Ah. I guess I was just refering to fertilizing it. And irrigating it. And then refining it. Then distributing it. And not to mention the infrastructure involved in moving the fertilizer around. And for powering the tractor. And for feeding the people involved. Etc.

    There isn't any free ride here.
     
  7. DaveinOlyWA

    DaveinOlyWA 3rd Time was Solariffic!!

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    the thermal chimney concept for differences in the water temperatures are being investigated off the coast of India. the output is being used to partially run a desalinination pp;ant
     
  8. Bob Allen

    Bob Allen Captainbaba

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    About ethanol being a net loss fuel:

    That's true for now, but the age of "cheap" oil is over. All of the easily obtained oil has been used up, or will be very soon. More exotic means of extraction will be needed and these will be very energy intensive. At some point in the near future, as production "energy" costs rise, it will take a gallon of fuel to produce a gallon of fuel (zero profit). As reserves become even more depleted, it will take MORE than a gallon of fuel to extract and process a gallon of gasoline. THAT's when the house of cards comes down and we better have an alternative available.

    The UC Berkeley prof's point about ethanol is well taken. Gasoline will get to that point eventually, by which time we may have streamlined the production of ethanol (by using ethanol powered vehicles in farming and non-petroleum based fertilizers, etc) to make ethanol more viable than it is now.

    Brazil must have found a way ot making ethanol cost effective. Perhaps the net overall costs of getting petro fuels to Brazil are so high that ethanol is more competitive. I doub't Brazil would trade one form of national debt (to the Saudis) for another (producing ethanol at a loss).
     
  9. DaveinOlyWA

    DaveinOlyWA 3rd Time was Solariffic!!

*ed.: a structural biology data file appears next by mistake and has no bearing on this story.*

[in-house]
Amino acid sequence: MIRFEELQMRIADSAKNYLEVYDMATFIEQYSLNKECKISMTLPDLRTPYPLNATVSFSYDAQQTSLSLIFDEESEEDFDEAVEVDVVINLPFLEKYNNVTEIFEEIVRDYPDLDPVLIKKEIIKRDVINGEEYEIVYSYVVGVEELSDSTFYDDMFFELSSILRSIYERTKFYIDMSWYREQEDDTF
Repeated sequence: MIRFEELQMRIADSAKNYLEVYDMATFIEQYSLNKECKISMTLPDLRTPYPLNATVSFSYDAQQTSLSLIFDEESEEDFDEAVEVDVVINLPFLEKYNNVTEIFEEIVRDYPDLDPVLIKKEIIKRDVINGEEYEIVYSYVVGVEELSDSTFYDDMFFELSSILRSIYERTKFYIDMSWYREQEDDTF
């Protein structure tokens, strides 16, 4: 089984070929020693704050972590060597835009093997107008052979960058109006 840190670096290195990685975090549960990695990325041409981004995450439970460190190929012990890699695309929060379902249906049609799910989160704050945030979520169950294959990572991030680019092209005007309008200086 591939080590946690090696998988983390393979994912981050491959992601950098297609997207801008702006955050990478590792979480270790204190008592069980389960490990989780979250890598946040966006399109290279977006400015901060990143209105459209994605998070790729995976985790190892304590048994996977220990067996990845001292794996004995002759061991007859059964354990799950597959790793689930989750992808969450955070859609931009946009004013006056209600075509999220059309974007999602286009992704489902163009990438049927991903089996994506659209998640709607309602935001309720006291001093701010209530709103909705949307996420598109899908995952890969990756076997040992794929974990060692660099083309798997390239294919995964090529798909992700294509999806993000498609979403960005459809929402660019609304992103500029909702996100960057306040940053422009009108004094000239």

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    i was listening to a podcast of "Science Friday" and they had someone on there who claims that nuclear will be the only way to solve the energy problem.

    of course there was the con dude on the show that said we would have to build a reactor a week for 50 years to be able to satisfy projected needs for the world.

    currently France gets 70% of their power from the excited atom method. and they use a revolutionary concept... they created one design for the atomic glow plant and used the same one over and over. therefore there was no approval steps to be taken like we had here. (here each plant is designed from scratch...cool idea and only adds a one or two years and a few dozen million to the cost)

    now i will never admit that France is better than us in anything. Japan, ok i can admit they kick our bootie over several different things. but france??? no way.GO [email protected]!

    i had a friend who came back from there and the rage over there is fuel cell laptops. never charge them, just refill with butane... must be nice... how come we never get to play with any of the cool stuff?
     
  10. gschoen

    gschoen Member

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    <div class='quotetop'>QUOTE(JayClements\";p=\"104792)</div>
    Ethanol isn't a good choice for an energy storage medium since other techs in development have a better efficiency, currently and potentially, than ethanol. Fuel Cells are energy storage, as are plug in hybrids/electric vehicles. While these techs aren't ready for the big leagues yet, it would take awhile before ethanol production can increase. The plug in hybrid moves from prototype to production as battery tech gets better. If you assume overnight charging, the efficiency of this tech is great and the infrastructure already built (standard 120V vs. special chargers of yesterdays electric vehicles)
     
  11. JayClements

    JayClements New Member

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    >Ethanol isn't a good choice for an energy storage medium since other techs in development have a better efficiency...

    You are absolutely correct, however in the near term; we know how to make ethanol, cars are mostly going to be internal combustion based using a liquid fuel, and the infrastructure is in place to support transport and delivery of a liquid fuel.

    > Fuel Cells are energy storage, ...

    Fuel Cells convert hydrogen and oxygen to heat, water, and electricity. Hydrogen is where the energy is stored. ;)

    > The plug in hybrid moves from prototype to production as battery tech gets better...

    Yes, and I'm really looking foreward to buying one, but even plug in hybrids will have an ICE for a long time. I'm very interested in ethanol as a way to stop sending billions of dollars out of the country, and as a way to reduce pollution.